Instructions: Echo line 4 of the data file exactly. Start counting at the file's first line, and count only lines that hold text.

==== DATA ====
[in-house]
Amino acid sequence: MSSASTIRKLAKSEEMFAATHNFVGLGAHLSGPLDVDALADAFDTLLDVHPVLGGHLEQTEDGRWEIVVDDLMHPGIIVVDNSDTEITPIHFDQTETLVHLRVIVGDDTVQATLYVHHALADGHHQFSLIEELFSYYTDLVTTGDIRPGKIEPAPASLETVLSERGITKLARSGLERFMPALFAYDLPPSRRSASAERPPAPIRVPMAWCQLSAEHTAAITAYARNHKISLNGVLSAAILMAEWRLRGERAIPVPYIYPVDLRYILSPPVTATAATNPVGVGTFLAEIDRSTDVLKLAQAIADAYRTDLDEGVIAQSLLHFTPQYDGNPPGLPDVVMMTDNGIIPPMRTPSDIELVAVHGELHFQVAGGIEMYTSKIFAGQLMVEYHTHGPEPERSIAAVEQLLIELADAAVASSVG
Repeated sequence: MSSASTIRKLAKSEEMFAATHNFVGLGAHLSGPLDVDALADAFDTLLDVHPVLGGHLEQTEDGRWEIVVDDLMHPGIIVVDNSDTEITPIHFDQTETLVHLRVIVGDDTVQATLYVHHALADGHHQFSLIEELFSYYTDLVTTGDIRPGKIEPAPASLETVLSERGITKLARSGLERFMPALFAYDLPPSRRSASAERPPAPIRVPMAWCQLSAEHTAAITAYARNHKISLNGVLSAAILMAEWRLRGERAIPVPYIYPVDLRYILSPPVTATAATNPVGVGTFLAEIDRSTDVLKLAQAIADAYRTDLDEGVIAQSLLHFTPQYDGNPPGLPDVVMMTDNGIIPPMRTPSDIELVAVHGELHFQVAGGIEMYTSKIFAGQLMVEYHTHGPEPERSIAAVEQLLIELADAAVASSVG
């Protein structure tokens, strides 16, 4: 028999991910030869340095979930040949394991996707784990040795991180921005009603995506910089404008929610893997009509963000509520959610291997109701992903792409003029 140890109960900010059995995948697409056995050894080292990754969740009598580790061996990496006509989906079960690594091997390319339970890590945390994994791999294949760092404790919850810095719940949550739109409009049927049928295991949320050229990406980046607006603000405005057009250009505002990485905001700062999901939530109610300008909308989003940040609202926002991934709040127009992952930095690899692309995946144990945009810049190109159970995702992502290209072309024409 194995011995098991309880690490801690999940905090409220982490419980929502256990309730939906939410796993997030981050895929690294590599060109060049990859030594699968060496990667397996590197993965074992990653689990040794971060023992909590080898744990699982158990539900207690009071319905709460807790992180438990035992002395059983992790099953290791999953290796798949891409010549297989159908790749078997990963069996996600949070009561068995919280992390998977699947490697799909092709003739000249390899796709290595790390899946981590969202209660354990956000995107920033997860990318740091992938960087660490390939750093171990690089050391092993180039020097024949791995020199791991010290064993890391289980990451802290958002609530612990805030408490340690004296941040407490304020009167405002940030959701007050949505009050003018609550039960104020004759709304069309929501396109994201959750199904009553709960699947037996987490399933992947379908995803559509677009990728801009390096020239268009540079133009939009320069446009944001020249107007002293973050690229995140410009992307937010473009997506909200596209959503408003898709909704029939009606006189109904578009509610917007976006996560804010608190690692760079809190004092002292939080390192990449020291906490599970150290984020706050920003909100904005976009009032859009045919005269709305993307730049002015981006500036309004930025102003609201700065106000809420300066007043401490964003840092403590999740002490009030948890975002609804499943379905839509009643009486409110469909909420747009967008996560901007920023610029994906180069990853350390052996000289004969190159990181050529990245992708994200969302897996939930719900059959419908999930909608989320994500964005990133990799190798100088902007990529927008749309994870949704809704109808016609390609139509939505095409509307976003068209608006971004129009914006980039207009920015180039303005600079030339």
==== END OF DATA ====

């Protein structure tokens, strides 16, 4: 028999991910030869340095979930040949394991996707784990040795991180921005009603995506910089404008929610893997009509963000509520959610291997109701992903792409003029 140890109960900010059995995948697409056995050894080292990754969740009598580790061996990496006509989906079960690594091997390319339970890590945390994994791999294949760092404790919850810095719940949550739109409009049927049928295991949320050229990406980046607006603000405005057009250009505002990485905001700062999901939530109610300008909308989003940040609202926002991934709040127009992952930095690899692309995946144990945009810049190109159970995702992502290209072309024409 194995011995098991309880690490801690999940905090409220982490419980929502256990309730939906939410796993997030981050895929690294590599060109060049990859030594699968060496990667397996590197993965074992990653689990040794971060023992909590080898744990699982158990539900207690009071319905709460807790992180438990035992002395059983992790099953290791999953290796798949891409010549297989159908790749078997990963069996996600949070009561068995919280992390998977699947490697799909092709003739000249390899796709290595790390899946981590969202209660354990956000995107920033997860990318740091992938960087660490390939750093171990690089050391092993180039020097024949791995020199791991010290064993890391289980990451802290958002609530612990805030408490340690004296941040407490304020009167405002940030959701007050949505009050003018609550039960104020004759709304069309929501396109994201959750199904009553709960699947037996987490399933992947379908995803559509677009990728801009390096020239268009540079133009939009320069446009944001020249107007002293973050690229995140410009992307937010473009997506909200596209959503408003898709909704029939009606006189109904578009509610917007976006996560804010608190690692760079809190004092002292939080390192990449020291906490599970150290984020706050920003909100904005976009009032859009045919005269709305993307730049002015981006500036309004930025102003609201700065106000809420300066007043401490964003840092403590999740002490009030948890975002609804499943379905839509009643009486409110469909909420747009967008996560901007920023610029994906180069990853350390052996000289004969190159990181050529990245992708994200969302897996939930719900059959419908999930909608989320994500964005990133990799190798100088902007990529927008749309994870949704809704109808016609390609139509939505095409509307976003068209608006971004129009914006980039207009920015180039303005600079030339």